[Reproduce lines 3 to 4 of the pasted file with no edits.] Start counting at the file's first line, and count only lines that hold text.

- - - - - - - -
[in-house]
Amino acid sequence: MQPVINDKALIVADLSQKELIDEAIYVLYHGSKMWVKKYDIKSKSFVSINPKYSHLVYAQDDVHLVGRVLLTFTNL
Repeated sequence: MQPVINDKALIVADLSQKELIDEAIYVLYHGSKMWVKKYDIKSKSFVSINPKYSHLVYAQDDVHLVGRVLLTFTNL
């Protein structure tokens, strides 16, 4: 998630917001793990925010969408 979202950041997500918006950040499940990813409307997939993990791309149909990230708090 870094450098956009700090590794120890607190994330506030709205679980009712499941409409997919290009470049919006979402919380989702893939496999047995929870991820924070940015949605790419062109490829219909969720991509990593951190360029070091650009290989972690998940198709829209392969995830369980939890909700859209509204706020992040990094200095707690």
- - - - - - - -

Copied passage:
Repeated sequence: MQPVINDKALIVADLSQKELIDEAIYVLYHGSKMWVKKYDIKSKSFVSINPKYSHLVYAQDDVHLVGRVLLTFTNL
């Protein structure tokens, strides 16, 4: 998630917001793990925010969408 979202950041997500918006950040499940990813409307997939993990791309149909990230708090 870094450098956009700090590794120890607190994330506030709205679980009712499941409409997919290009470049919006979402919380989702893939496999047995929870991820924070940015949605790419062109490829219909969720991509990593951190360029070091650009290989972690998940198709829209392969995830369980939890909700859209509204706020992040990094200095707690």